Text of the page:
___

```

### Re: Compiler optimizations questions for ghc 6.10...

```On February 17, 2009 19:24:44 Max Bolingbroke wrote:
(compiled with ghc 6.10 with options -O2 -ddump-simpl)

That should have been -ddump-stranal instead of -ddump-simpl.

I was wondering why lvl_s1mF is not being inlined into a_s1Gv in the core
at the bottom of this email as that is the only place it is ever
referenced.

The relevant GHC code is SimplUtils.preInlineUnconditionally. It looks
like it dosen't get inlined for two reasons:
1) It's not a manifest lambda (it's an application) so inlining inside
another lambda would change the number of times the FVs of lvl_s1mF
might occur

I have to confess my ignorance here as my google fu failed and so I still
don't know what a manifest lambda is (other than not a application).  : )

2) I'm not sure if the use-context is considered interesting by GHC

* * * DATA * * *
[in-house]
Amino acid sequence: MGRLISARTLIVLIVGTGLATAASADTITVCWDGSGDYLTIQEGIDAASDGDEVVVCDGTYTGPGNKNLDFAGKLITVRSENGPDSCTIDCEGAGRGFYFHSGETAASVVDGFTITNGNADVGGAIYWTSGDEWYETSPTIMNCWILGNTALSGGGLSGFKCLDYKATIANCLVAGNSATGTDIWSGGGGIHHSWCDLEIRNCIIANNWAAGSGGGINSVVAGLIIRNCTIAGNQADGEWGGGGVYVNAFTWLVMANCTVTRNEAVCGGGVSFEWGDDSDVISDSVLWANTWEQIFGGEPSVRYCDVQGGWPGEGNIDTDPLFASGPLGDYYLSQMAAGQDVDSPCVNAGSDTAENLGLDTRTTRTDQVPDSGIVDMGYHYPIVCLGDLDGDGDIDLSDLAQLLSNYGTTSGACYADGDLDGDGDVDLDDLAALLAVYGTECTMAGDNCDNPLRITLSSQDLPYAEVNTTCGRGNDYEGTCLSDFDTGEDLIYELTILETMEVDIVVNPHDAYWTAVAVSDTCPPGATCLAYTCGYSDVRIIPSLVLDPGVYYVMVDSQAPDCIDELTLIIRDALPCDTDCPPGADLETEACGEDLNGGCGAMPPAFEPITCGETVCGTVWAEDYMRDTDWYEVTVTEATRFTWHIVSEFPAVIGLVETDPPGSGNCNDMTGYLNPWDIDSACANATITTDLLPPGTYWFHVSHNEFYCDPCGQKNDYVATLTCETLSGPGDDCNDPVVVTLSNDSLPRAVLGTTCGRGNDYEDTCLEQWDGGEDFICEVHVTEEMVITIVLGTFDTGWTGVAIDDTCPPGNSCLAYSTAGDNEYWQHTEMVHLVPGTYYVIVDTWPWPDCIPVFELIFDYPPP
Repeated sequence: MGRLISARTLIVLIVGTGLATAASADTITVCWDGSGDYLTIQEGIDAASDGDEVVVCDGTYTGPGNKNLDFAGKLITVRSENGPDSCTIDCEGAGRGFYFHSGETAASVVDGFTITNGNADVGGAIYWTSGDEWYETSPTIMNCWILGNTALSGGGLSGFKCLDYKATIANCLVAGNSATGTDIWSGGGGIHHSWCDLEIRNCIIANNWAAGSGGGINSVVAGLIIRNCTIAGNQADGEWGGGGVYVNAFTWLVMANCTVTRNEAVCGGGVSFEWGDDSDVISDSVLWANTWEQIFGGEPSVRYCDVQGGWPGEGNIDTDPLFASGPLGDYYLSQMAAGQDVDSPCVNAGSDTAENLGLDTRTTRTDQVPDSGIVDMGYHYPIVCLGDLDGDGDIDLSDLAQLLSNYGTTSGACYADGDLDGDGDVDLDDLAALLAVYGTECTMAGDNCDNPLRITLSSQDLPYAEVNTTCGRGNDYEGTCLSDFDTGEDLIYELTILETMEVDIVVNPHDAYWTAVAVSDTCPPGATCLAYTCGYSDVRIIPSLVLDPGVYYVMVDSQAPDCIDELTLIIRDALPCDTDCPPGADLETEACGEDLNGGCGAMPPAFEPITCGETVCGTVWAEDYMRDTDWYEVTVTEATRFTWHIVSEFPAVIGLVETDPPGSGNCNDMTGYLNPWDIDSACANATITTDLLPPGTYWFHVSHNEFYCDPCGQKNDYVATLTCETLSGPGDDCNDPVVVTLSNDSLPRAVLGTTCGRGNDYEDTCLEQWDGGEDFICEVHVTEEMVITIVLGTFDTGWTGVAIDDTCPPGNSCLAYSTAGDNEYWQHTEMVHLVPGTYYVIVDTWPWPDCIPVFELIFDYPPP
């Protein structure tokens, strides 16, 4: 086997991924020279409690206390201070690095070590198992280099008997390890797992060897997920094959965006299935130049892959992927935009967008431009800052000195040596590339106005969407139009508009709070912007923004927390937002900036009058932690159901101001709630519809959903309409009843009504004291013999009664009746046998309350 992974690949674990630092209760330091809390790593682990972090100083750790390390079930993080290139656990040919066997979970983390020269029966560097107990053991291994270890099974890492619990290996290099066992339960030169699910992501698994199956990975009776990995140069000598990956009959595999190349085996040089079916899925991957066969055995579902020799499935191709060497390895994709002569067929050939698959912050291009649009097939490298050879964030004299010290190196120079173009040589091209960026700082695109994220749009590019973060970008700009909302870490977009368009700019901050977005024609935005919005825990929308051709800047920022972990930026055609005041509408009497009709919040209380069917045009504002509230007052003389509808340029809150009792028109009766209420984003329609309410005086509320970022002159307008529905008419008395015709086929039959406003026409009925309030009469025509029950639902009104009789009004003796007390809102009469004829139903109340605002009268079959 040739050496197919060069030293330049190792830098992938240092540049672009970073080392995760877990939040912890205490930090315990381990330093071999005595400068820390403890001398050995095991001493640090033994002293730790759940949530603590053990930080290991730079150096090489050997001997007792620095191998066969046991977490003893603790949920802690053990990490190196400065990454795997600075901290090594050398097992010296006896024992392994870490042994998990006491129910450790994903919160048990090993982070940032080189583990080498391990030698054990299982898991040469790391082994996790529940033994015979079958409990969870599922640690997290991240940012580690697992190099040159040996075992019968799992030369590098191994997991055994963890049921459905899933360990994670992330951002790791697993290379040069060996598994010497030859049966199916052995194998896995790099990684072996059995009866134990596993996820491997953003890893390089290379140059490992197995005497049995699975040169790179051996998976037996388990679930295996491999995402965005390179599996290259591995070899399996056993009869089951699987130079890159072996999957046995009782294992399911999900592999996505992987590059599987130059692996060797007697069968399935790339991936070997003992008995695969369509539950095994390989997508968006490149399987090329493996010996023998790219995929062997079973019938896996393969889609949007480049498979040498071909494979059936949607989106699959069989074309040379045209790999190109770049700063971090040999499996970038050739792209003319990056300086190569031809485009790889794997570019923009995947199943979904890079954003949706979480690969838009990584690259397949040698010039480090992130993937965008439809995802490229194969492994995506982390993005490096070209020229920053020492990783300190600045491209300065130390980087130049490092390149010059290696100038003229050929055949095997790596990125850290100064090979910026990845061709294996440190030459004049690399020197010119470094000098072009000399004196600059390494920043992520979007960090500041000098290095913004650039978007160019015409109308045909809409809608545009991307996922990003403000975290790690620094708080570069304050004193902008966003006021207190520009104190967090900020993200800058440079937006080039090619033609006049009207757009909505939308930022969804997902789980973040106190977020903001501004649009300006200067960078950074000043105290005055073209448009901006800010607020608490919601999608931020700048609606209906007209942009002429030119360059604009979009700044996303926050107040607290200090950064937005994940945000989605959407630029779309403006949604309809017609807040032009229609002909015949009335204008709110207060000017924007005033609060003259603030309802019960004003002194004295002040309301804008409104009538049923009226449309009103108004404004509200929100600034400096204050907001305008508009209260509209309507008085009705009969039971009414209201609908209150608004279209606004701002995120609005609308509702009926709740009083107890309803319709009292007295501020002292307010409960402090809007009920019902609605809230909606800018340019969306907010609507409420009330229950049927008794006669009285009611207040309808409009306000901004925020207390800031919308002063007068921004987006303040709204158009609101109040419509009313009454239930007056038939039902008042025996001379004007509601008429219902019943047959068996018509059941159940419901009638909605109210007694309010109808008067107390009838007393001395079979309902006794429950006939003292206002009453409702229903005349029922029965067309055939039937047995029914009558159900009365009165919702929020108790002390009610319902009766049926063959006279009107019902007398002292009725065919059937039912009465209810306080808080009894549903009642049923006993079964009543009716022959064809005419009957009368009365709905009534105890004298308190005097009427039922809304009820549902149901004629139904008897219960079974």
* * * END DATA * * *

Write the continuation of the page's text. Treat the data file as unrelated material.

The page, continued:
because the application of the function might be hidden by the cast.

I was wondering about that, which is why I didn't remove all the cast noise.

So it looks like the problem stems from digit_s1l3 having arity 1
rather than arity 3. You could try and force it into a higher arity
somehow, but I can't say exactly how you might do that without seeing
the rest of the Core (and in particular the part under the first
lambda in the definition of digit).

The thing is that the inner lambdas come from inlining that StateT monad
transformers in a StateT q (StateT Int (ErrorT String Identity)) monad (i.e.,
the first one is the q state -- which works out to an Int -- and the second is
the Int state).  I guess I could explicitly pass them around, but that would
seem to defeat the purpose of having StateT.

The actual routines under this implement part of a FSM for (hopefully)
efficiently extracting an Int from a ByteString (or a uvector UArr -- source
of the Step data type).  The relevant part of the actual code, which is a bit
hacked up with ! patterns from my attempts to get better code, is as follows.

type ParseInt q a = StateT q (StateT Int (ErrorT String Identity)) a

next :: q - Step q Word8